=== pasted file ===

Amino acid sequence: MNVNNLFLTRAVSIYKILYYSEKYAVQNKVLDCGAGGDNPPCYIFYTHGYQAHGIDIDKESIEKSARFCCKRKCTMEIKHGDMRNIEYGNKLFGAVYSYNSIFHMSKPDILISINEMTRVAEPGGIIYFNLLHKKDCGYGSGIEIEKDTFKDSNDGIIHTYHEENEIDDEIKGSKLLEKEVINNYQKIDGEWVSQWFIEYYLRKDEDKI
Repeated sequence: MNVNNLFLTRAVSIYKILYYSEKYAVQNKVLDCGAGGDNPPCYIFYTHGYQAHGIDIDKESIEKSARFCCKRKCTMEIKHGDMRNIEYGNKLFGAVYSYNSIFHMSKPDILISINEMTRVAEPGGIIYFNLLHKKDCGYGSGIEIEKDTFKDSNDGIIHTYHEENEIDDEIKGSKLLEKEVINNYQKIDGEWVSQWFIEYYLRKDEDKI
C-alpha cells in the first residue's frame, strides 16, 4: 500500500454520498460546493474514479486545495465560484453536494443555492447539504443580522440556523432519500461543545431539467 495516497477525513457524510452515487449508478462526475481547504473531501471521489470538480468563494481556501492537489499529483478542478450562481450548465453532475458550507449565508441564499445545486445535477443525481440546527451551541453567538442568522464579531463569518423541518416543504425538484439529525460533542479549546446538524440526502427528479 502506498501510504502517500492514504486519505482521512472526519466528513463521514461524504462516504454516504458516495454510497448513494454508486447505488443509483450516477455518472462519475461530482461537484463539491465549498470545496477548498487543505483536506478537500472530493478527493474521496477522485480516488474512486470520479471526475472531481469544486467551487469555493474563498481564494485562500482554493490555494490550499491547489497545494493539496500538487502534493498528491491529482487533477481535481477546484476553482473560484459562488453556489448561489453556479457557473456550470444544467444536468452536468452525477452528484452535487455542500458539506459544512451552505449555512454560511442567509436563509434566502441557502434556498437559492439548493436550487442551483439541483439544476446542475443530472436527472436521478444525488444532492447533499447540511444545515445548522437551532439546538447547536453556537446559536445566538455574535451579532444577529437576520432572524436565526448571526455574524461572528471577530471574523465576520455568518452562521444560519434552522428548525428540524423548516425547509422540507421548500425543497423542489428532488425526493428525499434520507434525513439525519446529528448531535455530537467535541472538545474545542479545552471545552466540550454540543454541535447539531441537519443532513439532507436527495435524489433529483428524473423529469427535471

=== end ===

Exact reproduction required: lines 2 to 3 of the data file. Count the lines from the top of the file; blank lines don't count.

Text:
Repeated sequence: MNVNNLFLTRAVSIYKILYYSEKYAVQNKVLDCGAGGDNPPCYIFYTHGYQAHGIDIDKESIEKSARFCCKRKCTMEIKHGDMRNIEYGNKLFGAVYSYNSIFHMSKPDILISINEMTRVAEPGGIIYFNLLHKKDCGYGSGIEIEKDTFKDSNDGIIHTYHEENEIDDEIKGSKLLEKEVINNYQKIDGEWVSQWFIEYYLRKDEDKI
C-alpha cells in the first residue's frame, strides 16, 4: 500500500454520498460546493474514479486545495465560484453536494443555492447539504443580522440556523432519500461543545431539467 495516497477525513457524510452515487449508478462526475481547504473531501471521489470538480468563494481556501492537489499529483478542478450562481450548465453532475458550507449565508441564499445545486445535477443525481440546527451551541453567538442568522464579531463569518423541518416543504425538484439529525460533542479549546446538524440526502427528479 502506498501510504502517500492514504486519505482521512472526519466528513463521514461524504462516504454516504458516495454510497448513494454508486447505488443509483450516477455518472462519475461530482461537484463539491465549498470545496477548498487543505483536506478537500472530493478527493474521496477522485480516488474512486470520479471526475472531481469544486467551487469555493474563498481564494485562500482554493490555494490550499491547489497545494493539496500538487502534493498528491491529482487533477481535481477546484476553482473560484459562488453556489448561489453556479457557473456550470444544467444536468452536468452525477452528484452535487455542500458539506459544512451552505449555512454560511442567509436563509434566502441557502434556498437559492439548493436550487442551483439541483439544476446542475443530472436527472436521478444525488444532492447533499447540511444545515445548522437551532439546538447547536453556537446559536445566538455574535451579532444577529437576520432572524436565526448571526455574524461572528471577530471574523465576520455568518452562521444560519434552522428548525428540524423548516425547509422540507421548500425543497423542489428532488425526493428525499434520507434525513439525519446529528448531535455530537467535541472538545474545542479545552471545552466540550454540543454541535447539531441537519443532513439532507436527495435524489433529483428524473423529469427535471